The US National Nuclear Security Administration (NNSA) has signed an agreement with government-owned Tennessee Valley Authority (TVA) to study the use of mixed-oxide (MOX) fuel made from surplus weapons plutonium in TVA's nuclear power reactors.
The NNSA is an autonomous part of the Department of Energy (DoE) which is in charge of the plan to mix the plutonium oxide with fresh uranium oxide and make mixed-oxide nuclear fuel (MOX). It had for some time been cooperating with Duke Energy and the pair conducted two 18-month trials of MOX fuel assemblies in the Catawba 1 reactor, but Duke allowed the contract to lapse in March 2009.
TVA, Duke and two other utilities had expressed interest in picking the program back up. However, in July 2009, NNSA announced that a letter on intent had been signed by Shaw Areva MOX Services LLC and TVA to enter into contract negotiations for the irradiation of MOX fuel. The MOX fuel will be produced at the MOX Fuel Fabrication Facility, currently under construction at the DoE's Savannah River Site and due to be completed in 2017. Trial fuel assemblies would have to be made abroad. Those for the Duke trial were made by Areva in France.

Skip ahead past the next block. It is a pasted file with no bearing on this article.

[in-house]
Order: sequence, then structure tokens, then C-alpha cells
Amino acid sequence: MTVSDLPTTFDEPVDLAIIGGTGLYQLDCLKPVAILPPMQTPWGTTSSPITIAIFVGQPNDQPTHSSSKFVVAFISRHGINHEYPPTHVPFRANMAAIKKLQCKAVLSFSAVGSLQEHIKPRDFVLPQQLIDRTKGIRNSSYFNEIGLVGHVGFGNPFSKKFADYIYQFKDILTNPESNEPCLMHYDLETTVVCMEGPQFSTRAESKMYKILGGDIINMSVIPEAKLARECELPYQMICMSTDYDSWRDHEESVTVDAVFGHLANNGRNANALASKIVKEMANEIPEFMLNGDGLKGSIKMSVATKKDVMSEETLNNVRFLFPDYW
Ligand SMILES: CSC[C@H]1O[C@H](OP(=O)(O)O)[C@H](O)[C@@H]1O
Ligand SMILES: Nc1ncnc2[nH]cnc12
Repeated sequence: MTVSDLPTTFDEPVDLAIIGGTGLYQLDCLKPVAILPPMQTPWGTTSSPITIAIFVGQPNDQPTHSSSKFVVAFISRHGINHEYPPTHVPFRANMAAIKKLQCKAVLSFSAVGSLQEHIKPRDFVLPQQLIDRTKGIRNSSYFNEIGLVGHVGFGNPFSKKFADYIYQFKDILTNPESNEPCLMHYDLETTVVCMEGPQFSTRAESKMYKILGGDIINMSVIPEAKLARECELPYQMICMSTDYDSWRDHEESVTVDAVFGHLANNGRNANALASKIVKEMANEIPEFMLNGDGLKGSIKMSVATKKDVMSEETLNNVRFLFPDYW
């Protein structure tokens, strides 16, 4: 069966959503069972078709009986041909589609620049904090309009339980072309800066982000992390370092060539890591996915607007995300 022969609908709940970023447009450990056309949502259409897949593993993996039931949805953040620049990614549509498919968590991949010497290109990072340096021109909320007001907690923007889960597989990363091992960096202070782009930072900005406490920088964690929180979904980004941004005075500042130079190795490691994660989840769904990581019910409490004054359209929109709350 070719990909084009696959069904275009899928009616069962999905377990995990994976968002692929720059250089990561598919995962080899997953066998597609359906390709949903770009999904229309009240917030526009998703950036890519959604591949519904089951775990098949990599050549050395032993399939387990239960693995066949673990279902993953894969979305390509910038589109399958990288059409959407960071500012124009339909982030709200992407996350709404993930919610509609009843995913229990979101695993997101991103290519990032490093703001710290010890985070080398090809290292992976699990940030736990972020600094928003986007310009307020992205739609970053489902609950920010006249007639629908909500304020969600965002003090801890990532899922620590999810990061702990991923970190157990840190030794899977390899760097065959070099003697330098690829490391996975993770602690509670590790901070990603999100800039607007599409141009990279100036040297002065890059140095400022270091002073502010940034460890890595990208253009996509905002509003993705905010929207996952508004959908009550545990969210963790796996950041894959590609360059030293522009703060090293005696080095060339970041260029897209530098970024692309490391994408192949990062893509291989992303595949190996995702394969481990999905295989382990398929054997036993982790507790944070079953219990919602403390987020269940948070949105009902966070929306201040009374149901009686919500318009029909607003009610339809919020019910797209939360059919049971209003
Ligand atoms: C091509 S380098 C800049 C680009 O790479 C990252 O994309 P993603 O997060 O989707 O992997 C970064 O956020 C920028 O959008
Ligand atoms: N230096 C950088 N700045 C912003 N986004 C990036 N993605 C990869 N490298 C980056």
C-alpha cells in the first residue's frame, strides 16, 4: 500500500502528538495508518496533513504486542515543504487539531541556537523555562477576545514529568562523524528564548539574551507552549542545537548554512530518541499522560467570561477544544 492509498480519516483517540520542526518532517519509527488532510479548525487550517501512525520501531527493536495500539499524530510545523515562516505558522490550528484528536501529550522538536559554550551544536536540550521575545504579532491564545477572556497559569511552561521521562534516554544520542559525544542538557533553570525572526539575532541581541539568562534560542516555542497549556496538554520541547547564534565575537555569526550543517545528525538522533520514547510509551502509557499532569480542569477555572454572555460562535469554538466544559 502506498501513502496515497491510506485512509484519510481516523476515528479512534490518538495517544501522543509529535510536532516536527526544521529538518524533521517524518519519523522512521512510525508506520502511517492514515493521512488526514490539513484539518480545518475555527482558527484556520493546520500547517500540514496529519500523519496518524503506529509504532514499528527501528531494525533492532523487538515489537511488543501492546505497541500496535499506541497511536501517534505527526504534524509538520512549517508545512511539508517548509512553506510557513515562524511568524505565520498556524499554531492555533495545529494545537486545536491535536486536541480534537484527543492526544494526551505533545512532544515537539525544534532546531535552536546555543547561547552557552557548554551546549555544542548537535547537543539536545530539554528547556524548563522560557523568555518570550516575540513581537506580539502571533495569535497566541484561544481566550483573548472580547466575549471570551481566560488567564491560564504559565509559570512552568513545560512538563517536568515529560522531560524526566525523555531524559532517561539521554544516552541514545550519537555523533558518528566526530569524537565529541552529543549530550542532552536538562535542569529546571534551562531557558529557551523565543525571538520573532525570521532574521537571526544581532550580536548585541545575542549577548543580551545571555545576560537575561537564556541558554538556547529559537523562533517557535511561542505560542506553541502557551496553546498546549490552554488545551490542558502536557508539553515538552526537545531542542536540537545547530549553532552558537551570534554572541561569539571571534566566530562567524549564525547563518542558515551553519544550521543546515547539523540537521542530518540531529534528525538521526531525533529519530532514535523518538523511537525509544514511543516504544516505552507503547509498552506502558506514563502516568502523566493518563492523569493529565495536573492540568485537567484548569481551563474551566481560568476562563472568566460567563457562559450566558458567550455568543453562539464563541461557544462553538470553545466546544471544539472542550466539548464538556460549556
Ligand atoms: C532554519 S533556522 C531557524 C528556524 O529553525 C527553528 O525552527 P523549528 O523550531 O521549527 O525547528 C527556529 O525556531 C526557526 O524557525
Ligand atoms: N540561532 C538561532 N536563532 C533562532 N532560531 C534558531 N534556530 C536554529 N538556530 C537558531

Under its new agreement with NNSA, TVA will perform work on nuclear core design, licensing, environmental and reactor modification assessments, and other related activities to evaluate the use of MOX fuel in its reactors.
TVA is evaluating the use of MOX at Sequoyah 1 and 2, Browns Ferry 1, 2 and 3 as well as future reactors, NNSA said. The company is pursuing the construction of two new Westinghouse AP1000 reactors at Bellefonte, which would be able to operate on 100% MOX fuel loads.
TVA will have to draw up an environmental impact assessment for the use of the trial MOX assemblies and conduct tests similar to those at Catawba before being given permission from the Nuclear Regulatory Commission (NRC) to use MOX fuel as routine.
Ken Baker, NNSA's principal assistant deputy administrator for defence nuclear non-proliferation, said: "The MOX program is an important example of this Administration's commitment to irreversibly disposing of surplus nuclear weapons material in a way that realizes the energy value of the material and advances our nuclear non-proliferation agenda." He added, "This agreement is an important step in evaluating the use of MOX fuel in domestic nuclear reactors, and we look forward to working with the TVA as we move forward."
As weapons fuel, the 34 tonnes of US plutonium obviously represent an enormous amount of stored energy. NNSA said it would be enough for 8500 nuclear weapons or for 200 billion kWh of electricity - approximately equivalent to a large reactor's total output over 20 years. Russia is destroying an equivalent stock, but has decided to use its more directly as fuel for fast reactors instead.
Researched and written
by World Nuclear News